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Immigration Issues/Canadian Living in Canada with US Green Card


I am a Canadian Citizen.  I received my green card 1995 based on marriage to my first wife.
We were divorced in 1996 and I started to spend more time in Canada while maintaining an apartment, job, drivers license in Chicago.

I was remarried to a Canadian citizen with no US status and we have two children 12 and 9.  I spend most of my time now in Canada with the family as we decide when we may move to the US.

I have maintained my employment and apartment, drivers license in the US all this time .  I have always showed my Green Card and said that I live in Chicago..travelled separate from the family.

This week I was pulled over crossing into the US and when the office looked at my travel record, deemed that I spend to much time in Canada and may not be considered to be living in the US.  He offered me to surrender the green card or the next time they will ask me these questions again.

I kept the green card and am now back in Canada.

My goal is to try to maintain the green card as our intent is to relocate to the US at some point.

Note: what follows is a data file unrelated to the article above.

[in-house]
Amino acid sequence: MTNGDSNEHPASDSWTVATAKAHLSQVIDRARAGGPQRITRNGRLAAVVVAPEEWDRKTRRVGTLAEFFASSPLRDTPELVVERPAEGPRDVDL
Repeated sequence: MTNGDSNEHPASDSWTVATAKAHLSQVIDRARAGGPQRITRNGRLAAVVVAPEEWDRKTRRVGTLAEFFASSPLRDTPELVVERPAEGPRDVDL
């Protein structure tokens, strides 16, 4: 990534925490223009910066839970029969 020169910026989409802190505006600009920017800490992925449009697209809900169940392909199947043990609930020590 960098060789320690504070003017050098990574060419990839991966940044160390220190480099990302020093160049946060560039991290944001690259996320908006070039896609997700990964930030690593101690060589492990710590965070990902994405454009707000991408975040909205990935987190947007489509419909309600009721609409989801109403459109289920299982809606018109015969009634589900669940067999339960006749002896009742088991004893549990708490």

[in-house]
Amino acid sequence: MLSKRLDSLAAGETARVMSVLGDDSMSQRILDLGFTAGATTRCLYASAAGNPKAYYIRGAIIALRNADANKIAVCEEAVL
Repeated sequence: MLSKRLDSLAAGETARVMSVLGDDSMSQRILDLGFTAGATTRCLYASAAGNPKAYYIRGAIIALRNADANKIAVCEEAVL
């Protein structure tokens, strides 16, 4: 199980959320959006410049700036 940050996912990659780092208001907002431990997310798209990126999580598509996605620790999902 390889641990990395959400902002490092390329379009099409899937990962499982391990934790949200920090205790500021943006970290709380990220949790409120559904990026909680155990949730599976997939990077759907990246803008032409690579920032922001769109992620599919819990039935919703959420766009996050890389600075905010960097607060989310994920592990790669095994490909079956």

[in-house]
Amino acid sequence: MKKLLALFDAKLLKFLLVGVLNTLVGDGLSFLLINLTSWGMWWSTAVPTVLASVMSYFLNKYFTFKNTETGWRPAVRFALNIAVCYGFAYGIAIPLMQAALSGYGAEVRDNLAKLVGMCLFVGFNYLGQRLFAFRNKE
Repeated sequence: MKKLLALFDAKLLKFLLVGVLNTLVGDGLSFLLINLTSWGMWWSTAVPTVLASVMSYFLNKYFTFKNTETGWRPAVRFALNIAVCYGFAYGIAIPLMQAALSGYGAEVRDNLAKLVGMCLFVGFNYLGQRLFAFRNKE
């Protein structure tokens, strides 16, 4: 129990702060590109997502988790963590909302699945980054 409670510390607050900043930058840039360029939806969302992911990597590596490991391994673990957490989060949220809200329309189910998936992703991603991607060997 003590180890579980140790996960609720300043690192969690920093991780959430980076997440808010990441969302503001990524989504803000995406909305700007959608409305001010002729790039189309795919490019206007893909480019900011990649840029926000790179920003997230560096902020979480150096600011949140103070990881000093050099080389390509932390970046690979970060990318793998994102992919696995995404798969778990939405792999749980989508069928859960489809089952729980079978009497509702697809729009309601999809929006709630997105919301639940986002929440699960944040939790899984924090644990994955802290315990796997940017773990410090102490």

I don't know the rules and how many days I really need to be in the US and what I need to maintain to be allowed to keep the green card.

Would it be helpful if I filed for green cards for my wife and children?

Any advise would be appreciated.

You need to show maintaining residence in the US.  Just by keeping an apartment would not suffice - one must have utility bills and tax returns.  You may b living abroad fro employment purposes and/or family unity.  

You may file for your family in the meantime showing intention.

Best wishes,  

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Questions regarding Immigration to United States, including Removal/Deportation Proceedings, Asylum; Green Card through Family (Fiance/ee Visa, Spouse, Children, Parents, Siblings); Green Card through Employment (Labor Certification - PERM, Extra Ordinary Ability - EB1, Religious/Entrepreneur - EB4/EB5); Non-Immigrant Visas - H1B, L1, F & M, J1, J1 waiver, Humanitarian relief (Cancellation of Removal, Prosecutorial Discretion, TPS, Dream Act); Hardship Waiver (I-601/212) etc., are welcome.


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